In 2019, 2.8 million non-fatal work injuries and illnesses occurred in the private sector. That puts the average incidence rate at 2.8 cases per 100 full-time employees. These injuries and illnesses also led to an average of 8 days away from work.
It’s during such cases wherein workers’ compensation benefits kick in. Fortunately, most workers receive coverage, as it is mandatory in almost all states. Texas is the only state where this insurance coverage isn’t compulsory.
However, most Texan employers still get worker’s comp, as the government advises them to do so. Meaning, even if you work here, you likely have coverage.
With that said, you may be wondering how exactly workers’ compensation benefits you. We’ll take a closer look at its coverage inclusions below, so be sure to read on.
Workers’ comp pays for the medical treatment of employees who get injured or sick while on the job. It also provides coverage for hospital bills that arise due to a work-related hazard. So long as the injury or disease is work-related, then these benefits should kick in.
Medical coverage includes doctor visits, hospitalization, diagnostic tests, and medications. It also pays for durable medical equipment (DME), such as crutches or wheelchairs. Physical therapy and nursing care are usually part of the inclusions, too.
Worker’s comp also covers job injuries or illnesses that occur outside the workplace. So long as it has to do with the employee’s work, then it should provide coverage.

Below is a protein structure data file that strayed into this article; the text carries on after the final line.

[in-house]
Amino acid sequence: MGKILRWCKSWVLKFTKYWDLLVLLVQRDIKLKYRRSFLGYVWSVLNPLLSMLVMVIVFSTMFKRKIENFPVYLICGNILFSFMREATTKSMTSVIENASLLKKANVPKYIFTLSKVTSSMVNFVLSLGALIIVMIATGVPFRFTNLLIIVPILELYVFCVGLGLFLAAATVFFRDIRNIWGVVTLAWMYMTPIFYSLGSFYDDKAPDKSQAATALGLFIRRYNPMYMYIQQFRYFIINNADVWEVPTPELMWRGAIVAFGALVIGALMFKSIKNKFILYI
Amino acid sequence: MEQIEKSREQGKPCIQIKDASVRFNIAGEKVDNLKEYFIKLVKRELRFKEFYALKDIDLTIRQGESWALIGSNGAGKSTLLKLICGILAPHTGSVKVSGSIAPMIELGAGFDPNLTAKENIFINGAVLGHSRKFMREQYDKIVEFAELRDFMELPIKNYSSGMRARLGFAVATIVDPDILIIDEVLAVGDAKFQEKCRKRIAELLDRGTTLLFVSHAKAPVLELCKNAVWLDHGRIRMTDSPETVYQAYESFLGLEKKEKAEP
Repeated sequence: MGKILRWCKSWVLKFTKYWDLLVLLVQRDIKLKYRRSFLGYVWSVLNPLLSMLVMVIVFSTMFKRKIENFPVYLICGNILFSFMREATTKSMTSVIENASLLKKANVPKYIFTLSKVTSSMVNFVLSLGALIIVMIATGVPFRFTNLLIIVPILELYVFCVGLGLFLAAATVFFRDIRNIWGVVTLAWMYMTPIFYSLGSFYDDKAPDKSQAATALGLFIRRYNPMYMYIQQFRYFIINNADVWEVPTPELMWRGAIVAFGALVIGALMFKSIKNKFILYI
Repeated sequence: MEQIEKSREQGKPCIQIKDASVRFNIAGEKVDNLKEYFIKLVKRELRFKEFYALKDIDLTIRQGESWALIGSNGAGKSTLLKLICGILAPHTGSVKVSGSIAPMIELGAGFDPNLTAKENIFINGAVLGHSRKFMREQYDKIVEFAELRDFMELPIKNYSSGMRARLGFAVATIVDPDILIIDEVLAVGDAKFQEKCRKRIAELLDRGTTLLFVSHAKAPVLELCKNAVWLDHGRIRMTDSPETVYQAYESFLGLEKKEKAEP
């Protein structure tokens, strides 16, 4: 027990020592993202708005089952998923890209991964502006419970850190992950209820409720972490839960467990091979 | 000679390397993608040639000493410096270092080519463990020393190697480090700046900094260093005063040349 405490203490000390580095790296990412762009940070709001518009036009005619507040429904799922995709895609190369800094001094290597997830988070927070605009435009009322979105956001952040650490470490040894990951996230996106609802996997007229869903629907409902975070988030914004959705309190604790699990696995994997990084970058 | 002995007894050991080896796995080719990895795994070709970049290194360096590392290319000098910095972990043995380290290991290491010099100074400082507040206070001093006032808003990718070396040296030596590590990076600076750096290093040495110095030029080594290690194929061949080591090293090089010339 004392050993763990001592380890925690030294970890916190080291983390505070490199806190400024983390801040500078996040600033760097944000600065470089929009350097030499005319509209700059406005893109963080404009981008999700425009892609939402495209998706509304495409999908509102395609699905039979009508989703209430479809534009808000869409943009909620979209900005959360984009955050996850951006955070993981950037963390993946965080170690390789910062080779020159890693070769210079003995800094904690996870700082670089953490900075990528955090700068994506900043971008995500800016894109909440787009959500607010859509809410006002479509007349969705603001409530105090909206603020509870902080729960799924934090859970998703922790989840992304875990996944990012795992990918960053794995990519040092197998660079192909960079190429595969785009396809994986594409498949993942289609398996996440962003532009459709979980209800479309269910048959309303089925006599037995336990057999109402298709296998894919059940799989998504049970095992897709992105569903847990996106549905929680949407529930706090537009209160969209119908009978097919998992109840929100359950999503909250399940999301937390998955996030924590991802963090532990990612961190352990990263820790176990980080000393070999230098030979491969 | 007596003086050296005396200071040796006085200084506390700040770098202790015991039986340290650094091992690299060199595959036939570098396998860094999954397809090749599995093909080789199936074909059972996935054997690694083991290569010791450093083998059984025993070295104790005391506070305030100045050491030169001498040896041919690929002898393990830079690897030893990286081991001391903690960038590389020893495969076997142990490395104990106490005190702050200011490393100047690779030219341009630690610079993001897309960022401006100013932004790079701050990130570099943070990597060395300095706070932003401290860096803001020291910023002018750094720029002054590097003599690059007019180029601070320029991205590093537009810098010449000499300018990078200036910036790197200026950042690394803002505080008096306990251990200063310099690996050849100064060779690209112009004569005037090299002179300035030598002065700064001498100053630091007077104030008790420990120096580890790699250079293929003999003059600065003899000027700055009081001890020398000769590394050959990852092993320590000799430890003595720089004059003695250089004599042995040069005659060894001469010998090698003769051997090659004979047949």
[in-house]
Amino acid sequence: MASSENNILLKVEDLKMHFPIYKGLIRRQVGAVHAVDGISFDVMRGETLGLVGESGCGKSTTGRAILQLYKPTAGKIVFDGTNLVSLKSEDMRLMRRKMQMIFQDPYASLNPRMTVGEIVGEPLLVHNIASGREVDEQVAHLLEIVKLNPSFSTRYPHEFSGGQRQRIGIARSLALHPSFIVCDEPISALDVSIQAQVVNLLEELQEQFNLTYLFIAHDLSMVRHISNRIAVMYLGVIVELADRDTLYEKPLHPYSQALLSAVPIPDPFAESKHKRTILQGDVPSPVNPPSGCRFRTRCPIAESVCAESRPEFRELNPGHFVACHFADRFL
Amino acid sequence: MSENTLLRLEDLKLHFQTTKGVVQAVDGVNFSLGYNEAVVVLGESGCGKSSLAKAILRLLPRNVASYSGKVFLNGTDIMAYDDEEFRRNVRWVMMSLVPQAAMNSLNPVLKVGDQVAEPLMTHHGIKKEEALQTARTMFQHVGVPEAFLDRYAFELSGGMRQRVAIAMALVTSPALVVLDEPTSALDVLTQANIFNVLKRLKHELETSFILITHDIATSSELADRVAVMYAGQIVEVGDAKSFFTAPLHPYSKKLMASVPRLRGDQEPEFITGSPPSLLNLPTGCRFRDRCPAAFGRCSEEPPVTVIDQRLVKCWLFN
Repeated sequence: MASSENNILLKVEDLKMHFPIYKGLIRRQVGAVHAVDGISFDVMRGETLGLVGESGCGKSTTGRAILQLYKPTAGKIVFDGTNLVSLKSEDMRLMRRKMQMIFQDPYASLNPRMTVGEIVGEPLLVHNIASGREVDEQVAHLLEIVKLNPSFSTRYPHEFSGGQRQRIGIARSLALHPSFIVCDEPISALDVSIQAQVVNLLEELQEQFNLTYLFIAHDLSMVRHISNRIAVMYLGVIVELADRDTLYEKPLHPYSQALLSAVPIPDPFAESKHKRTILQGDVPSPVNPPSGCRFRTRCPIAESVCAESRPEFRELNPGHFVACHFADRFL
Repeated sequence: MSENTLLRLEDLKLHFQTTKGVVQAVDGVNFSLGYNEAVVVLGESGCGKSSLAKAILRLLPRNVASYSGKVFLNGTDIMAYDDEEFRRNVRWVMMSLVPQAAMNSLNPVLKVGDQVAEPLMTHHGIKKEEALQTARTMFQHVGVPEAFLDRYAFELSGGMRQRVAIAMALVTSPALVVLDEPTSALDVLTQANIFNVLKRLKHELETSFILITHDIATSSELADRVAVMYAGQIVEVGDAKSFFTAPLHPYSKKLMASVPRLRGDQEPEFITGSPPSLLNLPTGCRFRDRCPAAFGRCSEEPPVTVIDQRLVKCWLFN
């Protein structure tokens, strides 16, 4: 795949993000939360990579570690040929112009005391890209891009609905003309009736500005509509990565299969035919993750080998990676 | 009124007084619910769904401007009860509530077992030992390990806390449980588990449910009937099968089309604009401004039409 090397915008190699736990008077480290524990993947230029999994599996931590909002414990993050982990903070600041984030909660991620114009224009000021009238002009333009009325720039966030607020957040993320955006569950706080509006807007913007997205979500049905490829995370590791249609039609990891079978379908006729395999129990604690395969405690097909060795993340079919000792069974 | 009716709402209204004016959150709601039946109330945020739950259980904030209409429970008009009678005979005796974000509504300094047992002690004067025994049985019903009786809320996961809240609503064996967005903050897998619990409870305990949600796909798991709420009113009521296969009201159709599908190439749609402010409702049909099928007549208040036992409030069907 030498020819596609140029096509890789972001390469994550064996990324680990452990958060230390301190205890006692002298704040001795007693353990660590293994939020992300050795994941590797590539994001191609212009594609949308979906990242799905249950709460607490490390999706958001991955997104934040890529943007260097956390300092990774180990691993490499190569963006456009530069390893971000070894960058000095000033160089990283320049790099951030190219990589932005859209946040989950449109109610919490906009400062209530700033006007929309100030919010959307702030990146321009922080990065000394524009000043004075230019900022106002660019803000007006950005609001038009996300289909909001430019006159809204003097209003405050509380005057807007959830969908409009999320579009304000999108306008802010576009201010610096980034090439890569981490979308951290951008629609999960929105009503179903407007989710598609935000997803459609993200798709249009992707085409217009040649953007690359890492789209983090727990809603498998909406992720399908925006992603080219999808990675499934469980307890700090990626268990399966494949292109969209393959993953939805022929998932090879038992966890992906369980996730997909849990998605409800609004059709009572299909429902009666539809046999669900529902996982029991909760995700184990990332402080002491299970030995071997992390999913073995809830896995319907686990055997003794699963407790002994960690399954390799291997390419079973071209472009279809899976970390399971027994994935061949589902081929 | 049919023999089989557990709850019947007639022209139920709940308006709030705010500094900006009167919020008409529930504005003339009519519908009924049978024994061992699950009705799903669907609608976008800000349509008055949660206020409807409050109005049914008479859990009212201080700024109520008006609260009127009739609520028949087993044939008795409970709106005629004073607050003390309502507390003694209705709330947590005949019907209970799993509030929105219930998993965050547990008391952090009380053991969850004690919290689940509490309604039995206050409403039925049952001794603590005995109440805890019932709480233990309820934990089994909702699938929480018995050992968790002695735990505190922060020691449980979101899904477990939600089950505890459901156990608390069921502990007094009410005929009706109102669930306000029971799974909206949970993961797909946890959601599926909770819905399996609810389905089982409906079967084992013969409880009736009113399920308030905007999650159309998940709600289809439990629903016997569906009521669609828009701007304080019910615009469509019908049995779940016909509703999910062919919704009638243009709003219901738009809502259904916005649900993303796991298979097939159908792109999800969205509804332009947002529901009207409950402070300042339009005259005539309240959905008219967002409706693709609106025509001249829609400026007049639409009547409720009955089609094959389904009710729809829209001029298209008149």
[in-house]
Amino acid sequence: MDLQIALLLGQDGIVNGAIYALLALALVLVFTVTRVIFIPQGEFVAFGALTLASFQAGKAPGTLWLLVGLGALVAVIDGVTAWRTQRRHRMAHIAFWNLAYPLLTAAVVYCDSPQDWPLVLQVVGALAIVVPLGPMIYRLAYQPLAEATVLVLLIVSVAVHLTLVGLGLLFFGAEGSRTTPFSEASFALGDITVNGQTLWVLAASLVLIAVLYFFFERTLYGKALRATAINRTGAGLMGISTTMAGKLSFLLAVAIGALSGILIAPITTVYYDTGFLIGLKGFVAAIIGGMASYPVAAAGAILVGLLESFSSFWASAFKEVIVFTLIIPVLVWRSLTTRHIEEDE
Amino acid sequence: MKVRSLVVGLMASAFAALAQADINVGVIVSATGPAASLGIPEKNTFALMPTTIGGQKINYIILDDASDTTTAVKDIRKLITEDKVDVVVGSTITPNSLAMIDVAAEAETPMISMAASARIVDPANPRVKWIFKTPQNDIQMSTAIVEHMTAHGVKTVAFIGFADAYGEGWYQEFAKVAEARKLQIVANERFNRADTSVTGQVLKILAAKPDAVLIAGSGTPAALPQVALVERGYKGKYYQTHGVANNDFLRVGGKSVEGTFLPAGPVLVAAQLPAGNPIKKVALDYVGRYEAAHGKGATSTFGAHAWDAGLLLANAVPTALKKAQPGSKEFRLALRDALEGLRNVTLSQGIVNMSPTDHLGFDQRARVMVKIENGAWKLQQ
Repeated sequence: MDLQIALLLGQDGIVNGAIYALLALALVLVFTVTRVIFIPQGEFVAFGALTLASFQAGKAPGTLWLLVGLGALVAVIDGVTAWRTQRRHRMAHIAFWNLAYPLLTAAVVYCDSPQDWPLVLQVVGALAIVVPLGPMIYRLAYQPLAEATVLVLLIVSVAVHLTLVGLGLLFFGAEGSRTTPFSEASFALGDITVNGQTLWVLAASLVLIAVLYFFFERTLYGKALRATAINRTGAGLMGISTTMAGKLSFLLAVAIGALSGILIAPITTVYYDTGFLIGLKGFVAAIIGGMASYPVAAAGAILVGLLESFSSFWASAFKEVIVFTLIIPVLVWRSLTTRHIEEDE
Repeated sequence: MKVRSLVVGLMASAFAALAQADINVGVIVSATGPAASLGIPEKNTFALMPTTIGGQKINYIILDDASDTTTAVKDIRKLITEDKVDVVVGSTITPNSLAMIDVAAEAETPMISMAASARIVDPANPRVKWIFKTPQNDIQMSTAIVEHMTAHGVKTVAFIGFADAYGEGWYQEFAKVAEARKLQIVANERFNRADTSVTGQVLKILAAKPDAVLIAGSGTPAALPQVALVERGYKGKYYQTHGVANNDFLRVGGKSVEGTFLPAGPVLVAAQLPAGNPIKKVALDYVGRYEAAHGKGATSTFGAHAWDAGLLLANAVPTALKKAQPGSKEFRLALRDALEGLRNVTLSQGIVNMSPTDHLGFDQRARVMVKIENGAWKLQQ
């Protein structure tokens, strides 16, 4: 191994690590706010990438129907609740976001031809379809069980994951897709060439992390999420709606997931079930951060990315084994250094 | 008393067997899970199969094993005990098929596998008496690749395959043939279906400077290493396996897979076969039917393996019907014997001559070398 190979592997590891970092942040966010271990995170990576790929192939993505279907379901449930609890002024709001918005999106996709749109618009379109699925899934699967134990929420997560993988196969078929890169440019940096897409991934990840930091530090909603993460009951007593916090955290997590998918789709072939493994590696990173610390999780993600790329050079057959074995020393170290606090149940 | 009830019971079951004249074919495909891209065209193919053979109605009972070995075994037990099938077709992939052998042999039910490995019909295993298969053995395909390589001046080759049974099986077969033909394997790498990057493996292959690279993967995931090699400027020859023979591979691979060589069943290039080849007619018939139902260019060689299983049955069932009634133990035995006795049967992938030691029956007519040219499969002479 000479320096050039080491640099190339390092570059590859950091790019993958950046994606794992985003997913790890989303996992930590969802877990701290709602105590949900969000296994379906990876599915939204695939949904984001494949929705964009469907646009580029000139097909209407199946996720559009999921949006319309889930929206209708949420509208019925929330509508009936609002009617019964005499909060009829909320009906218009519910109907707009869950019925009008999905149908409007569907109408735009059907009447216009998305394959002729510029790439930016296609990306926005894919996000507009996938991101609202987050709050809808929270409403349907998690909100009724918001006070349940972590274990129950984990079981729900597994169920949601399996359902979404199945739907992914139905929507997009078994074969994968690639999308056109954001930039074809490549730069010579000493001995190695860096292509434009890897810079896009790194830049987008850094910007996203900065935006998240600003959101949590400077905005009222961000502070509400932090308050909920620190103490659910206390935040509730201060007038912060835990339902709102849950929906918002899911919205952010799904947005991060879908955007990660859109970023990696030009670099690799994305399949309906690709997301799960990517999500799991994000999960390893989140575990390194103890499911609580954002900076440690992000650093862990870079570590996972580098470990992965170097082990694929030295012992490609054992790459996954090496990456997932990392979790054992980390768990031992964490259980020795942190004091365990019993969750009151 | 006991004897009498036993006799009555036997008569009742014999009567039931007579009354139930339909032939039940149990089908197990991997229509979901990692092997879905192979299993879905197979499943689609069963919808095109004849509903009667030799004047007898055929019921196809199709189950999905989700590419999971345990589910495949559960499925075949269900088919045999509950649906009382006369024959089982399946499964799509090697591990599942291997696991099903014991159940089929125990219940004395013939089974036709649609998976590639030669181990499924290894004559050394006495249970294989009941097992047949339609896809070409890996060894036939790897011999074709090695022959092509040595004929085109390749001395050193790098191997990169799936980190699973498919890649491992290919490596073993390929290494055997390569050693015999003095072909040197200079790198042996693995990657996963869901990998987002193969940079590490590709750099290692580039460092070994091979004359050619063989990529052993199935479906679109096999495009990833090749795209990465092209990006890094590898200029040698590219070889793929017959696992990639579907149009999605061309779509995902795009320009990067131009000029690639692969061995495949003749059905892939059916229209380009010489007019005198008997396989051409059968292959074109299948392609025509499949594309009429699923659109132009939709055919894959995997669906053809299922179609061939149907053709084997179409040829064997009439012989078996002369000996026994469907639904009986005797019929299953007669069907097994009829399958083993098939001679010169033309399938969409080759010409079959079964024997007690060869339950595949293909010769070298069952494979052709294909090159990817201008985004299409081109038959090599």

An example is getting into a car accident while you’re on the clock to go to a scheduled client meeting. Since it’s part of your job, your worker’s comp should cover the medical costs to treat your crash injuries.
Workers’ compensation coverage also compensates injured or ill workers for lost income. Disability payments replace a part of or all the wages an eligible employee loses due to a work hazard. Depending on the nature of the injury or illness, payments can be temporary or permanent.
Rehabilitation benefits provide coverage for medical and therapeutic healthcare services. Physical therapy, which your doctor may prescribe to help heal your injury, is one example. The goal is to help you recover from your ailment so that you can go back to your normal job.
If your job injury or illness keeps you from doing so, you may need vocational rehabilitation (VR). VRs are services designed to help people with disabilities return to work. They can consist of education or retraining aimed to help you develop skills for a different job.
In 2019 alone, work accidents and illnesses claimed the lives of over 5,000 workers. This means that 15 workers died each day on the job.
In such unfortunate incidents, worker’s comp pays death benefits to the employees’ beneficiaries. In most cases, these are the deceased workers’ direct family, such as spouses or children.
Most states calculate death benefits as a portion of the deceased employees’ income. Some states pay this out in a lump sum, while others provide minimum and maximum amounts.
All Employees Deserve These Workers’ Compensation Benefits
There you have it, your ultimate guide on all the types of workers’ compensation benefits. Now, you know that worker’s comp should be available to almost every worker. So, as a hardworking employee, make sure your employer gives you access to this coverage.
Because unless you’re in Texas, these are benefits you most likely have the right to receive.
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